Salisbury, a residential seaside community on the North Shore, is bordered by the Merrimack River and the Atlantic Ocean. Originally named Colchester when it was first settled in the 17th century, the town was incorporated as Salisbury in 1640. Salisbury grew as in farming, commercial and maritime activity based on upland farms, salt... Show all »
Salisbury, a residential seaside community on the North Shore, is bordered by the Merrimack River and the Atlantic Ocean. Originally named Colchester when it was first settled in the 17th century, the town was incorporated as Salisbury in 1640. Salisbury grew as in farming, commercial and maritime activity based on upland farms, salt marsh estuaries, boat building along the river, and its position on a major overland trade route to the north.
When railroads were introduced, the line was untroubled by the low, gentle landscape that generally lacks steep hillsides or rocky terrain. With transportation, growing economic wealth, and an emerging middle class as the 19th century progressed, Salisbury's beach front attracted vacationers, establishing a tourist market that remains essential to the town even today with hotels, amusements and retail.
Salisbury is highly diverse geographically, encompassing sixteen square miles of farms, beach, marshlands as well as residential and commercial space. By recent estimates, nearly ninety percent of this area, or 9,200 acres, exists as open space. Nearly forty percent is wooded, while more than a third is wetland and estuary. Ten percent is agricultural land, and four percent is recreational. The Great Marsh and estuaries of the Merrimack River make up the largest linked bodies of open land.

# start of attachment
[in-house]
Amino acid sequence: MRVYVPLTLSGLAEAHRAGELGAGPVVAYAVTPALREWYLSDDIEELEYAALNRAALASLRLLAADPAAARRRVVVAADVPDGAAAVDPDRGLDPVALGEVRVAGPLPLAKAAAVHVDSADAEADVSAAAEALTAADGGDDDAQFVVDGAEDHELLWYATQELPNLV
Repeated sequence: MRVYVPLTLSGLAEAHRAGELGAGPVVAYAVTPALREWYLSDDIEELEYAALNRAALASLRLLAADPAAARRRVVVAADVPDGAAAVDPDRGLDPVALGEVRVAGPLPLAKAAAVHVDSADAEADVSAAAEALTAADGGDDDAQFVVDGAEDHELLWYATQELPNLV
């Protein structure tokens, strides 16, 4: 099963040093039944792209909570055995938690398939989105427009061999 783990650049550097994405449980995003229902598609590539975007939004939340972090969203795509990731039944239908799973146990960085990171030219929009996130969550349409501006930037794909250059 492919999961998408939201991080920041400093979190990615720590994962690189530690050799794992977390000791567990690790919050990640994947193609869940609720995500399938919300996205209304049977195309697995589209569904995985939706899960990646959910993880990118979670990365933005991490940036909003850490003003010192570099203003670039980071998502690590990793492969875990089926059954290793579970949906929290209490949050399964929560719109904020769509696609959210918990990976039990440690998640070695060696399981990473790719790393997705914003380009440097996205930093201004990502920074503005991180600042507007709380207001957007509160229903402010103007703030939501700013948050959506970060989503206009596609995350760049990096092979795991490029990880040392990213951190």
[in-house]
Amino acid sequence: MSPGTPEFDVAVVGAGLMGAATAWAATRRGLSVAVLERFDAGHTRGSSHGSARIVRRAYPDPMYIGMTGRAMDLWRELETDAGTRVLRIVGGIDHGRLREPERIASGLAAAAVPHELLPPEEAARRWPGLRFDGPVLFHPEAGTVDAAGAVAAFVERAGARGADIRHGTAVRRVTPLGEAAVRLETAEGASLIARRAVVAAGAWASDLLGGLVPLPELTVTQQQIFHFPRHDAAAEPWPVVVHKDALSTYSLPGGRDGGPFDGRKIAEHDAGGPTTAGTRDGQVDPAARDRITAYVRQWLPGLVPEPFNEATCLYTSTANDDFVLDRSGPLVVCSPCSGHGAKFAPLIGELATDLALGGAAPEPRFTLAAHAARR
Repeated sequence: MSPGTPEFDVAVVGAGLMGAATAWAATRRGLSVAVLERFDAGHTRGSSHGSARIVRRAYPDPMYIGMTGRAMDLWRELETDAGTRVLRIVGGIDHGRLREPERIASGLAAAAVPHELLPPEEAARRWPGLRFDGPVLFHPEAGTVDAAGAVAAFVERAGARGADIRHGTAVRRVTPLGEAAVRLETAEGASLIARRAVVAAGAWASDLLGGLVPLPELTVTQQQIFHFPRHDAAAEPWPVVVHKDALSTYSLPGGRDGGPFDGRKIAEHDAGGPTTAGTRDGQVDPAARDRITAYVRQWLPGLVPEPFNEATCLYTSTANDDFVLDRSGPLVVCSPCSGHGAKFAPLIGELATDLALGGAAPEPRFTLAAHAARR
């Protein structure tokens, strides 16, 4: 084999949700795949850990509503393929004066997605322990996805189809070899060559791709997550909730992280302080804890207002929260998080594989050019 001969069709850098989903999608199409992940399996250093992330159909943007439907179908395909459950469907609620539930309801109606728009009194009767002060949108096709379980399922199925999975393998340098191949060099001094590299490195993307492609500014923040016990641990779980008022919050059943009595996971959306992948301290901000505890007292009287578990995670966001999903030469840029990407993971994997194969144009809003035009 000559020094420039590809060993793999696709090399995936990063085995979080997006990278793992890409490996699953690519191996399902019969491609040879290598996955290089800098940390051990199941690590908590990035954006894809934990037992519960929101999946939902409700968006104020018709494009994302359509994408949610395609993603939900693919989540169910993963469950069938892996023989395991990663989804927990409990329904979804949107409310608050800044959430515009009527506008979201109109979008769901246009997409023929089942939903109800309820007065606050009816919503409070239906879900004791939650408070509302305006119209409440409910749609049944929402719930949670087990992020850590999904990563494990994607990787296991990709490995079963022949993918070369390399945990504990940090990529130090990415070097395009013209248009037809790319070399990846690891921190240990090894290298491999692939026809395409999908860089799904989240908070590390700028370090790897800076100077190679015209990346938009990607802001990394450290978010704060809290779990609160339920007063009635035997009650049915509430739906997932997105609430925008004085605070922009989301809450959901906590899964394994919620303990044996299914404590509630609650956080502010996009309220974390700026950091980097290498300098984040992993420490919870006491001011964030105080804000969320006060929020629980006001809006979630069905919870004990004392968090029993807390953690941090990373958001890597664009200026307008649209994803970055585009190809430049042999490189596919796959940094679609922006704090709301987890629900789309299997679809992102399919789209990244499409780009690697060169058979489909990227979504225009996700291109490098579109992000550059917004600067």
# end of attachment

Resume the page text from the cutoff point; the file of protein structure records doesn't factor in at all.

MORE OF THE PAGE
The town includes four distinctly different areas: Salisbury Beach, a barrier beach with miles of beautiful sandy Atlantic Ocean beaches and salt marshes surrounding dense residential and commercial beachfront development; Salisbury Plains, featuring farms and suburban homes along fields and rolling woodlands; Salisbury Square, a colonial village center with churches, municipal buildings and village residences; and Rings Island, once a colonial fishing village facing Newburyport on the Merrimack River and comprising a neighborhood of restored antique homes and riverfront marine businesses.
With this abundance of open space comes an abundance of outdoor recreational activity. Salisbury Beach State Reservation, the Commonwealths busiest state park, accommodates over 200,000 visitors each year to the four-mile beach. Active community groups and collaboration between town officials and residents make Salisbury a desirable place to live, locate a business or spend a vacation.
In August 2008, the average home sales price for a single family home or condo in Salisbury, MA was $263,333. While this data is collected from the MLS and deemed reliable, it is not guaranteed. « Show less
There are no homes that match all your search criteria.